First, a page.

|6 Hartwell Rd|
I have been thinking a lot about Home lately. Home and what it means to have one. It's not just watching the news about the Syrian refugees that has triggered this. It's personal too. My mom died suddenly back in August. She was 80. She had been fairly healthy and then she had a stroke and that was the end. I think she would have chosen to go like that. Quick and painless. My Dad died nearly 25 years ago. So within weeks of her death, her house, our family home since 1964, was cleared out, put on the market and sold-- a lifetime of memories gone. Just like that. If you are prone to pondering like me, this sort of thing makes you question everything.
I have been traveling all over the world for years, using teaching as a means to do so. I will share some truths I have learned on my travels in this blog eventually. Throughout all my travels, I have never stopped thinking about that house at 6 Hartwell as my home. Even though I haven't lived there in decades and despite the fact that it wasn't the happiest of homes, it was still the place that made me who I am today. Knowing where I am from and what made me who I am, has made the rootlessness of my nomadic life easier to bear. So what happens now that my home of homes doesn't exist anymore?
And what of my daughter? She is nearly 9. She has already lived in 6 countries and spent considerable time in many more. How will she define home? What can she say when she is asked the question, 'So where are you from?' Since her father is Irish and I am American she usually says she is from Ireland and America-- yet she has hardly lived in either country. And so to the bigger question--Does it matter? People often tell me that my daughter's home is with me. But what if that isn't quite enough? In my daughter's experience, you can fly to almost anywhere in the world, get off the plane and find someone you know there. She is truly a third culture kid. Seems Cool. But I can't shake the feeling that one needs to have a sense of Place to have a sense of Self. Where are you from? I am inclined to think that knowing the answer to that question matters a lot. I am sure there is some truth to those sayings that home is where the heart is but I am beginning to think that whoever coined that term never felt truly without a home.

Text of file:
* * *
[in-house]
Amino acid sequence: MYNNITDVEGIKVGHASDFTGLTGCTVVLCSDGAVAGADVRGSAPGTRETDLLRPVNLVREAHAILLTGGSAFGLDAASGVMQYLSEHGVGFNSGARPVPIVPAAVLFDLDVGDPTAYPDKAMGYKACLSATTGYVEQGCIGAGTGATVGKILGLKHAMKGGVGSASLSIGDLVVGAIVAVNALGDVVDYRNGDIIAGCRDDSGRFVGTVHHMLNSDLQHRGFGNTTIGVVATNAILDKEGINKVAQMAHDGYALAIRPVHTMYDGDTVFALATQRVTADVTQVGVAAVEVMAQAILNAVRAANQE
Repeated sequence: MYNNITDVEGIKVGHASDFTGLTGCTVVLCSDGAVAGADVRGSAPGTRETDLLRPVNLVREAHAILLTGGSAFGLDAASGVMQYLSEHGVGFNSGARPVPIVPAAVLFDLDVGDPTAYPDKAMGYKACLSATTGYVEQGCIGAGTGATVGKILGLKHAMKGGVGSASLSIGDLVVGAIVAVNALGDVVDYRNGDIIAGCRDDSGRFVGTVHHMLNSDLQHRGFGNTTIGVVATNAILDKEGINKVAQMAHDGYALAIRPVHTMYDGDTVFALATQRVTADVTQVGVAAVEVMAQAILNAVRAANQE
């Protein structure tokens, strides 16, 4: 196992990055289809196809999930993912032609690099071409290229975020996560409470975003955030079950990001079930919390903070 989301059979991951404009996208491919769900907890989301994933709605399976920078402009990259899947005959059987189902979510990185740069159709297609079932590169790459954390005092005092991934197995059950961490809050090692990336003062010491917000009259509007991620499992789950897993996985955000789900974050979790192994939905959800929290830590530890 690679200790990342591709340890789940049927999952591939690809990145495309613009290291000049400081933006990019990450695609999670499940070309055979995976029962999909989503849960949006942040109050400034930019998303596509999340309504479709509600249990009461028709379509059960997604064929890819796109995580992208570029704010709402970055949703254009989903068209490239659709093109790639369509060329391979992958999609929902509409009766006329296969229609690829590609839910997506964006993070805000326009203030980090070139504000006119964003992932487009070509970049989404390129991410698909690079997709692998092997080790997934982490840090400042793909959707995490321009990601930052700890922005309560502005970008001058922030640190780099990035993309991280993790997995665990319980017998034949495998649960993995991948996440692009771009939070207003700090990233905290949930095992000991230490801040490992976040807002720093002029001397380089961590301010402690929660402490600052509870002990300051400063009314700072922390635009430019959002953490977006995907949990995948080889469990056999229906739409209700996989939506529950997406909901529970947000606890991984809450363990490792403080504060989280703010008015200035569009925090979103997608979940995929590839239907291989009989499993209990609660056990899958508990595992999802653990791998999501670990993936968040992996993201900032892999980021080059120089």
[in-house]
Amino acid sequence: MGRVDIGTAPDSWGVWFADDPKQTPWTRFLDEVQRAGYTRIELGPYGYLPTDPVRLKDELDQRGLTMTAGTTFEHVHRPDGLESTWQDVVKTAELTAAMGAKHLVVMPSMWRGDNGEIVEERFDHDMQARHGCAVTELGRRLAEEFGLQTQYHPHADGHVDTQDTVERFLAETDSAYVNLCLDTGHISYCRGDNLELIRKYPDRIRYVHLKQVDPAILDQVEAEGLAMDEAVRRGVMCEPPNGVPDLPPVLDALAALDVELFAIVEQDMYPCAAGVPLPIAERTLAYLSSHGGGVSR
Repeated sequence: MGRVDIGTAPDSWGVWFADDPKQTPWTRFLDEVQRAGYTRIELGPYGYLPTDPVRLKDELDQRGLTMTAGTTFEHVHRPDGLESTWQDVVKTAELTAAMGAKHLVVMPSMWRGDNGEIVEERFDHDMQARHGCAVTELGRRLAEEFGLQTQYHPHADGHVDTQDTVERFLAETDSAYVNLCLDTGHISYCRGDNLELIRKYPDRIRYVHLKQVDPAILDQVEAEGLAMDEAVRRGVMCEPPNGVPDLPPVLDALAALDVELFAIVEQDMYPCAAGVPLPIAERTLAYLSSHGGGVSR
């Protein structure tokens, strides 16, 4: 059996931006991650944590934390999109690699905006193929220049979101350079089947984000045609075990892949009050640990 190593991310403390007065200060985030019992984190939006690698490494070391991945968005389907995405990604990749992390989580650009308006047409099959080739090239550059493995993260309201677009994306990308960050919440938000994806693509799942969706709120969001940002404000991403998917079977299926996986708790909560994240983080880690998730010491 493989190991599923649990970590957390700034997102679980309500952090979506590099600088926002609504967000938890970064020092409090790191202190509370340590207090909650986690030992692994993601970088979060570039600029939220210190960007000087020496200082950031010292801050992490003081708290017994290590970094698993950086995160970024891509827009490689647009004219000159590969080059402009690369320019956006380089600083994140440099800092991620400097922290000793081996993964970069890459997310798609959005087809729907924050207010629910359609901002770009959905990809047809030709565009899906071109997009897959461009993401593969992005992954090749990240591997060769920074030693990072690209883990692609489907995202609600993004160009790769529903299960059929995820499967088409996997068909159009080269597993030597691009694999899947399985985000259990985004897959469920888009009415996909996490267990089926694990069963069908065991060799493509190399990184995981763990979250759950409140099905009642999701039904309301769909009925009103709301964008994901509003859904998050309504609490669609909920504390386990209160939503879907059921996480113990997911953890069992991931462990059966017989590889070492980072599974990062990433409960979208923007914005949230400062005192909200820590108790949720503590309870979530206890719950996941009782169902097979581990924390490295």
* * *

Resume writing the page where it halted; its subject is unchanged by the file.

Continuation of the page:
My mother's birthday was a few days ago. We had not celebrated any birthdays together, hers or mine, in some years. We had been estranged. But this one, well, I missed her. I felt the loss in my solar plexus. She was a teacher. She always told me I should write so, in honor of what would have been her 81st birthday, I am finally writing my first post. Should anyone who knows me read this, they might scoff and say--but you ran away! You went off to explore! You hadn't seen your mother in years! Those people would be correct. But they don't know everything. They don't know why and they don't know the cost. I could never find a way to explain how I missed home every single day and in every single place I have lived. In my search to find words for this, I came across this word: hiraeth.
Maybe my feelings of hiraeth have more to do with turning 45 and finding myself in my 9th international teaching job posting and finding I can fit all my worldly possessions in a few suitcases as well. Some say, ah you are really living free. No possessions to tie you down. And yes that is true. But what I imagine most feel as those mid-life doubts begin to crop up, is that they haven't done and seen enough of what they once dreamed when they were young. For most, the idea of randomly moving to a new country every year is so daunting they would never dream of trying it. It is commonplace for me. And now, as I reach the supposed pinnacle of life, I find the thing that has been just out of reach for me is that-- settling down. The word settle always had a negative connotation to me. You're settling for what life has handed out and making it work. Now I see that as the ultimate challenge and achievement. I am ready now to make my own home, for myself and my daughter. But before I do, I want to take time to reflect on all the adventures that have got us to this point. I have a lot of ground to cover. Watch this space.
|My mom and I in 1972|